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2.24.23- Business Report – 

Law enforcement agencies in Louisiana are failing in a majority of cases to report why officers leave their employment, as the law requires.

Law enforcement agencies in Louisiana are failing in a majority of cases to report why officers leave their employment, as the law requires, according to findings from a new police accountability database created by Innocence Project New Orleans.

A 2017 state law requires agencies to report to the Council on Peace Officer Standards and Training, or POST, when officers quit or are fired and provide a reason why. That could include termination, resignation in lieu of termination or resignation pending the outcome of a misconduct investigation. The law also requires law enforcement agencies to obtain the information from POST before hiring officers who have left other departments.

Of the 148 officers who have changed employment status since 2018—a number that doesn’t include those who retired—law enforcement agencies failed to report a reason in 51% of the cases, according to the database. At least 14 officers who did not report a reason for leaving were rehired by another agency.

Louisiana state Sen. Katrina Jackson, D-Monroe, who sponsored the 2017 legislation as a member of the state House of Representatives, did not respond to requests for comment on why she felt the information was important to report. But Ben Grunwald, a professor at the Duke University School of Law, co-authored a 2020 report on so-called “wandering officers,” those who are fired from one department for possible misconduct claims and then rehired by another. Laws like Louisiana’s can help prevent these problem officers from escaping accountability, he said in an interview.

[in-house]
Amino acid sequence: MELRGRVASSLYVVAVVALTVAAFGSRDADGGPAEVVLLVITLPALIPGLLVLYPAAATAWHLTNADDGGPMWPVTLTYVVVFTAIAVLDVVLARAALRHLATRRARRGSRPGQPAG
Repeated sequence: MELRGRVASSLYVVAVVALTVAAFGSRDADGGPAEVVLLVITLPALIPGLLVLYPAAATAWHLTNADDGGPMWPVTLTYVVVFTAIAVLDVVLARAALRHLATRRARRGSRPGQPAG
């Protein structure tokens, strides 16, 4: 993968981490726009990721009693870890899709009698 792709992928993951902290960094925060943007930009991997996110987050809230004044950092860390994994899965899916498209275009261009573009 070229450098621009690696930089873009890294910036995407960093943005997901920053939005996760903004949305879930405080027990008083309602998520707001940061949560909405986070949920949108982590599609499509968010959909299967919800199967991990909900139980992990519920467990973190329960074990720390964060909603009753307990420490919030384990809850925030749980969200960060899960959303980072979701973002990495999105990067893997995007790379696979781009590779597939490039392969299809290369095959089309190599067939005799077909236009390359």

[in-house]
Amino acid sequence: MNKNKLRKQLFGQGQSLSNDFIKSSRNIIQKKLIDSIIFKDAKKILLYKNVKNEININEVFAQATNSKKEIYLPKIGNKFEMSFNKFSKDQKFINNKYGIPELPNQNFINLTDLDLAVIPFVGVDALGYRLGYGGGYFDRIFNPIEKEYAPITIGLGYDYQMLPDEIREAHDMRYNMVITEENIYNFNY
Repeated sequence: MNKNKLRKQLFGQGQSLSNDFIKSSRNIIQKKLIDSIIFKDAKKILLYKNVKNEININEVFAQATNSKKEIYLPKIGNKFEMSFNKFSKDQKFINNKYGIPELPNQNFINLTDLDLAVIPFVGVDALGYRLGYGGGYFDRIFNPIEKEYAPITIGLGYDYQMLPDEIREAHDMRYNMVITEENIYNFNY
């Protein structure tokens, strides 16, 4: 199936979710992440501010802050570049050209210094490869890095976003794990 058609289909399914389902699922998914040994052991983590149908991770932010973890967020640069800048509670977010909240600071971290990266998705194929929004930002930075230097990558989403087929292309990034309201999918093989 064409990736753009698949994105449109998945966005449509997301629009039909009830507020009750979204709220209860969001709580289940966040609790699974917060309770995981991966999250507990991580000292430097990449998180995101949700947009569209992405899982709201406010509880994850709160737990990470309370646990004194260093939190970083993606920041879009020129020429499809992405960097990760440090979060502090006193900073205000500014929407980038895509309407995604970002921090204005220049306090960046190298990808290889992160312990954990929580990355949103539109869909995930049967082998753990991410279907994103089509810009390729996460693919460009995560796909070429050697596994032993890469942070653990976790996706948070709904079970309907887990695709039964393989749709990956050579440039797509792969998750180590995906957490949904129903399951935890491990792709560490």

“There’s just very little information for the public to understand the internal workings of police departments,” Grunwald says. “At the very least, having information about who gets fired seems helpful, especially when an officer moves on and gets hired in another agency.”

IPNO discovered the problem while compiling public records for the recently unveiled Louisiana Law Enforcement Accountability Database, a publicly available clearinghouse for records on law enforcement officers across the state. The online database, the first of its kind in Louisiana, includes misconduct claims, citizen complaints, disciplinary proceedings and use of force reports. Read the full story from Verite.